Pale beds of blowing rushes where no leaf blooms or blushes 
Save this whereout she crushes for dead men deadly wine.

Pale, without name or number, in fruitless fields of corn,
They bow themselves and slumber all night till light is born;
And like a soul belated, in hell and heaven unmated,
By cloud and mist abated comes out of darkness morn.

Though one were strong as seven, he too with death shall dwell,
Nor wake with wings in heaven, nor weep for pains in hell;
Though one were fair as roses, his beauty clouds and closes;
And well though love reposes, in the end it is not well.

Pale, beyond porch and portal, crowned with calm leaves, she stands
Who gathers all things mortal with cold immortal hands;
Her languid lips are sweeter than love's who fears to greet her
To men that mix and meet her from many times and lands.

She waits for each and other, she waits for all men born;
Forgets the earth her mother, the life of fruits and corn;
And spring and seed and swallow take wing for her and follow
Where summer song rings hollow and flowers are put to scorn.

There go the loves that wither, the old loves with wearier wings;
And all dead years draw thither, and all disastrous things;
Dead dreams of days forsaken, blind buds that snows have shaken,
Wild leaves that winds have taken, red strays of ruined springs.

We are not sure of sorrow, and joy was never sure;
To-day will die to-morrow; time stoops to no man's lure;
And love, grown faint and fretful, with lips but half regretful
Sighs, and with eyes forgetful weeps that no loves endure.

From too much love of living, from hope and fear set free,
We thank with brief thanksgiving whatever gods may be
That no life lives for ever; that dead men rise up never;
That even the weariest river  winds somewhere safe to sea.

Then star nor sun shall waken, nor any change of light:
Nor sound of waters shaken, nor any sound or sight:
Nor wintry leaves nor vernal, nor days nor things diurnal;
Only the sleep eternal In an eternal night.

By Algernon Charles Swinburne

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'British Troops and Catholicism Out of Ireland'

I John O, was conceived out of wedlock sometime in September 1942, in an ally back of a dancehall in Sparkbrook, Birmingham. Both the participants were from Belfast, Northern Ireland. Male (dad) was a Catholic, female (Mother)a Protestant. They could not get married immediately as dad's mother was adamant that her son would not be allowed to marry a Protestant. So, mum had to convert to Catholicism before the wedding. There was nothing to stop them from getting married in a registry office, but my dad was too much of a pussy, to oppose his mum. Mother gave birth to me in May 1943, in the upstairs front room, of the house in Hall Green, Birmingham, where she was living.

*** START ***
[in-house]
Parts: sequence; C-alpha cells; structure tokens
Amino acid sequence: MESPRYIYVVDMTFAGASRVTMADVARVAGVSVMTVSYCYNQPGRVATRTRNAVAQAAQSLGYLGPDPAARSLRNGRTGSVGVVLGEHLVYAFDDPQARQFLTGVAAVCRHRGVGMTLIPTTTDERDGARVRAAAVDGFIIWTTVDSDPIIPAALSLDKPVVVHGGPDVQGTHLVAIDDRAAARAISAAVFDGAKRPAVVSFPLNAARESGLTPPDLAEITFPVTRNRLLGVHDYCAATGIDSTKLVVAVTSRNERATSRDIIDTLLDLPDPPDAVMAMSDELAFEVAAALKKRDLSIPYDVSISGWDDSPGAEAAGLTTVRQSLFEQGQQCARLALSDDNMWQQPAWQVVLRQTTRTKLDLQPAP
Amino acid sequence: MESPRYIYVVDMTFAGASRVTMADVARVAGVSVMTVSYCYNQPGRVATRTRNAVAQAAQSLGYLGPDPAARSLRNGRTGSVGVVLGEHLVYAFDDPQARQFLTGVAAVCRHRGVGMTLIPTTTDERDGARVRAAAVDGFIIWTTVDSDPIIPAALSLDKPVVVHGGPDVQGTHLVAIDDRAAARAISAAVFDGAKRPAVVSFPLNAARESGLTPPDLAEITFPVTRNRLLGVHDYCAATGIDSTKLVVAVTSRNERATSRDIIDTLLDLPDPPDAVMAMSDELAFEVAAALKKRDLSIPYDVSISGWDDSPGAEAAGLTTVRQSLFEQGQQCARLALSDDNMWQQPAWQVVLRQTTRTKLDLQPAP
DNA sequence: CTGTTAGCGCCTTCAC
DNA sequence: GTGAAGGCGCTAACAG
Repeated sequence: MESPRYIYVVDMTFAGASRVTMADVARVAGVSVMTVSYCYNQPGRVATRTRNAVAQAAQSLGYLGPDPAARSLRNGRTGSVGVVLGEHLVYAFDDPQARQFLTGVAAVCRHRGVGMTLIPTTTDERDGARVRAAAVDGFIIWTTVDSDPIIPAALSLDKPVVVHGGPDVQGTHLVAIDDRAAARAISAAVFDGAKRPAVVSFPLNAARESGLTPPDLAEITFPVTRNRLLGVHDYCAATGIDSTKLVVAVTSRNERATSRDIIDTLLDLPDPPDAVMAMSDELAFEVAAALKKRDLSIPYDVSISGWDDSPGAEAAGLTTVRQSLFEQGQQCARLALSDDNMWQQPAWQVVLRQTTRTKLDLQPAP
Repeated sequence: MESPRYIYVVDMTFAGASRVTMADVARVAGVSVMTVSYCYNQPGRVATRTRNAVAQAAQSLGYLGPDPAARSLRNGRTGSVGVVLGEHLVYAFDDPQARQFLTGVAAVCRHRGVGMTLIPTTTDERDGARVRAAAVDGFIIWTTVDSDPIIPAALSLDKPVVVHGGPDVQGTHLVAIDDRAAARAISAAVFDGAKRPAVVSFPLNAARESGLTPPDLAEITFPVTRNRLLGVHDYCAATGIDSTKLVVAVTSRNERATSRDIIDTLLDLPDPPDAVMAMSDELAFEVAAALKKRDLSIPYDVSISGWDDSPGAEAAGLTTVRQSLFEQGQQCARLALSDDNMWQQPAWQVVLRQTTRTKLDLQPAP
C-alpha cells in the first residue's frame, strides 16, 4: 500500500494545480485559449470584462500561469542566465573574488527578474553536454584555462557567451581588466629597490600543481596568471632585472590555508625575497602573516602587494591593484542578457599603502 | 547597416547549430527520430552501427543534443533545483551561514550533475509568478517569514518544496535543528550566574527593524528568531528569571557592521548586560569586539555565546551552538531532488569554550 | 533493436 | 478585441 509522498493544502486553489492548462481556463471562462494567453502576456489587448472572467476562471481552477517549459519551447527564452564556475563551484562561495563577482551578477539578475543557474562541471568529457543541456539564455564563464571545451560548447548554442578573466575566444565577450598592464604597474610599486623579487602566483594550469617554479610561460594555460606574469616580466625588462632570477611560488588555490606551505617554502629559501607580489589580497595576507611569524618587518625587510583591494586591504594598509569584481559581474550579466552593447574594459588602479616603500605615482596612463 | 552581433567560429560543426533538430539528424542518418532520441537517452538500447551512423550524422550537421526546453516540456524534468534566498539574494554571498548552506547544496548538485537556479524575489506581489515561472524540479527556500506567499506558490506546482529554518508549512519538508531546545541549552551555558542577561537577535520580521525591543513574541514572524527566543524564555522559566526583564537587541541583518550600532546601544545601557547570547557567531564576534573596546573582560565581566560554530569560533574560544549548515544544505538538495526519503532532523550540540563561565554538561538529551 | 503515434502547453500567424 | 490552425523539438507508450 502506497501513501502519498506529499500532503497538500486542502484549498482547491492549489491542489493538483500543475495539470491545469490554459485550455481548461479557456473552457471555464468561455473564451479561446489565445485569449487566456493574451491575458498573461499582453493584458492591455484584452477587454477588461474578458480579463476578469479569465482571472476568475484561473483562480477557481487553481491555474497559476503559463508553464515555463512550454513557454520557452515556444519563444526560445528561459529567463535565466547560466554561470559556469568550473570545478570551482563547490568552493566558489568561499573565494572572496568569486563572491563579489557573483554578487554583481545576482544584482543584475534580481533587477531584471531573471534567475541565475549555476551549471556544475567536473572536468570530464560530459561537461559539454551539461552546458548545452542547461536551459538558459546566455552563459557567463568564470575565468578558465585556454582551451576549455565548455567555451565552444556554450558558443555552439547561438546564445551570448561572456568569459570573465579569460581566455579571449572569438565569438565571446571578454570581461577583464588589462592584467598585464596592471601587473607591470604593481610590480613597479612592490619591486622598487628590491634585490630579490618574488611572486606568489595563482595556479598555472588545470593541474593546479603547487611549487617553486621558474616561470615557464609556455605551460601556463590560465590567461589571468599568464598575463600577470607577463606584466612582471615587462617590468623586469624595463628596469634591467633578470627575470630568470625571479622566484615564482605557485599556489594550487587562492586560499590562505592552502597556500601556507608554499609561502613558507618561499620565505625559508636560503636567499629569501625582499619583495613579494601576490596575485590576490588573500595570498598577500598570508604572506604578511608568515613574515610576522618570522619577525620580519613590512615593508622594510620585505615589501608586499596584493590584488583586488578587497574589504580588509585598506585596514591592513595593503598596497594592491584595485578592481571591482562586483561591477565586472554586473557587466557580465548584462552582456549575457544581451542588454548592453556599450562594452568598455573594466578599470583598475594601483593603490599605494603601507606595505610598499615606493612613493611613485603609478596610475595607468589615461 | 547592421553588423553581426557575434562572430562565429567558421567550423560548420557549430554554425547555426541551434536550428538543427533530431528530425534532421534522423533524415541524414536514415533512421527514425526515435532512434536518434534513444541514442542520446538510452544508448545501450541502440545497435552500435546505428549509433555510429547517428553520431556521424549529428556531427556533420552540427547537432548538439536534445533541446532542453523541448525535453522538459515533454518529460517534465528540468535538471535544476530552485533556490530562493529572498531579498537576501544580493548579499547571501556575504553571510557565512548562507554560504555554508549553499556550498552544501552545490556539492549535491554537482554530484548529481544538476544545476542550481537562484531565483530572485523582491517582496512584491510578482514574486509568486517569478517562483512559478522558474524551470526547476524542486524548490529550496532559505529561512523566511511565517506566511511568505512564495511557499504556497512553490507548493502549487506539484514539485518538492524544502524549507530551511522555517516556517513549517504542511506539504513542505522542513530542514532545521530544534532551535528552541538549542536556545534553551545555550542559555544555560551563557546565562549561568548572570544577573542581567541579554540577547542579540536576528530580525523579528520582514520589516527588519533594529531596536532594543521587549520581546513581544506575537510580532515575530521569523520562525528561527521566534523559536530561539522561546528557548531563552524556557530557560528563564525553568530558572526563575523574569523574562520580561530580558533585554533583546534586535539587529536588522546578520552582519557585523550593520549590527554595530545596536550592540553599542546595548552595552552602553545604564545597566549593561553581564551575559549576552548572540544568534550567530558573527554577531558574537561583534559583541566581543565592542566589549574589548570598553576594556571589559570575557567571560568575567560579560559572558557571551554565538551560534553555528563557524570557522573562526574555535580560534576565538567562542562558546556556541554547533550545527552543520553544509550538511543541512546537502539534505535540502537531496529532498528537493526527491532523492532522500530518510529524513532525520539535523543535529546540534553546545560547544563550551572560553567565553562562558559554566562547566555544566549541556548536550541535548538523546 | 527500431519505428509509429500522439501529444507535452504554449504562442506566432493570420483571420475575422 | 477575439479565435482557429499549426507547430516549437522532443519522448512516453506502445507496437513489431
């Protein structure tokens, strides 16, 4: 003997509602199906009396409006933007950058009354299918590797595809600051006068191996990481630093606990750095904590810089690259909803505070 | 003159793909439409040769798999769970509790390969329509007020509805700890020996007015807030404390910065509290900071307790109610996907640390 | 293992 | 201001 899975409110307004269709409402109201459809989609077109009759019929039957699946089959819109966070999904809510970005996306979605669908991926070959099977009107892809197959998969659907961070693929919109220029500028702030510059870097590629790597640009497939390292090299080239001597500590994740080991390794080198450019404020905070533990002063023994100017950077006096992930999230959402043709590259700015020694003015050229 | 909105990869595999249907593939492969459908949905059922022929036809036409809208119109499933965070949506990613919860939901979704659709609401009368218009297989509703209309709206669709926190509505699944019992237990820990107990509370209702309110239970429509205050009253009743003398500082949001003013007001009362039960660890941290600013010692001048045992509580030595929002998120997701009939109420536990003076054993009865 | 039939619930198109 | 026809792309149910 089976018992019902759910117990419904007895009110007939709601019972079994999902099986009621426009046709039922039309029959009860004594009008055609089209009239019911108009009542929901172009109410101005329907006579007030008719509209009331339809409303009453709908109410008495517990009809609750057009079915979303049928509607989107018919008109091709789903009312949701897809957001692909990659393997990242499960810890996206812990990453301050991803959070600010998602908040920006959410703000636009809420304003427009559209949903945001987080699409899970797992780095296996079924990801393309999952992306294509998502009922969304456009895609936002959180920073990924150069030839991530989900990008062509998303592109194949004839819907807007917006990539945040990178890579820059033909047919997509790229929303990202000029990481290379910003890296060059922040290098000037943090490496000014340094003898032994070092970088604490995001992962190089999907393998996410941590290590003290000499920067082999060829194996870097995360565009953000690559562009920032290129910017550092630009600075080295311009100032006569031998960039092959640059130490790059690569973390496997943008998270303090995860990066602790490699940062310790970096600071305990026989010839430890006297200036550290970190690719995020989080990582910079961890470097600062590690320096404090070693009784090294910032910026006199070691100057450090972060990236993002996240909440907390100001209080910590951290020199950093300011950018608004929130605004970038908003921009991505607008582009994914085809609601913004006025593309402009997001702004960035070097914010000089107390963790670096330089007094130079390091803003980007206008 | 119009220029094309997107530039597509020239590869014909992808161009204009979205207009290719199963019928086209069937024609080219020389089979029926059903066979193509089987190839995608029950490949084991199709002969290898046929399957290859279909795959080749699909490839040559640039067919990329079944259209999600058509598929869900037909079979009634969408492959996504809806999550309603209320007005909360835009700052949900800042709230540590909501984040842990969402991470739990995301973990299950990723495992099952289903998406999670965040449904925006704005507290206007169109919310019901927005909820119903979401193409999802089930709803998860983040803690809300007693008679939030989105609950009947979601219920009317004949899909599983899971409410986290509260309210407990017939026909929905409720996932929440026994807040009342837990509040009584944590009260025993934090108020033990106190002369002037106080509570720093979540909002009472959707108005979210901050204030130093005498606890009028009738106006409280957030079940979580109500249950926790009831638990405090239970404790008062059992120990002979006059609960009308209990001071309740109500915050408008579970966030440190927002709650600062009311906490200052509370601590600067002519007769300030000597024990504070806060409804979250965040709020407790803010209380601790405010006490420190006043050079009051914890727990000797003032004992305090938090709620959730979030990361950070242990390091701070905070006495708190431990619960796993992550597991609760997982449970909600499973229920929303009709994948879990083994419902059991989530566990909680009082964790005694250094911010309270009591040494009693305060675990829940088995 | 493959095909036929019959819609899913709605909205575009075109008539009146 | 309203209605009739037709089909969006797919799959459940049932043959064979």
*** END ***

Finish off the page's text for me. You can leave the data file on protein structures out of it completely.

I was only in the world for fourteen days when I got my first taste of the anti-irishism of the English state. I was baptised as Sean Ó Raghallaigh, when my parents went to the Birmingham registry office, to register the birth. They were told that Irish names could not be put on an English birth certificate. Parents created a fuss and insisted on speaking to the senior clerk of the registry office. It was to no avail; the officer was racially abusive and stressed they either anglicise the name or fuck off. Faced with that my name on the birth certificate was changed to John O'Reilly, the Anglicised version of Sean Ó Raghallaigh.

Birmingham, 1943-53: Three sisters followed after me in quick succession. The house in Beechfield Grove off Beechfield Road, Ladypool, was a typical council house, with two small bedrooms, no indoor bath or toilet and the lighting was gas. This was the standard for all council houses in Birmingham at the time. It was just on the edge of Sparkbrook, a vast Irish slum, though no Irish families except for ourselves lived in either the Grove or road. None of the Brummie kids, (all white English, no Jamaicans or Asians) were not allowed to play with us because we were Irish. The only other kids we got to play with were our cousins, Rose, Kathy, Sean, Nora and Pat, when ether they came to visit. A lot of the time, the cousins were homeless, their mother would sooner drink the rent than pay it to the landlord, and they could end up staying with us, till they found new accommodation.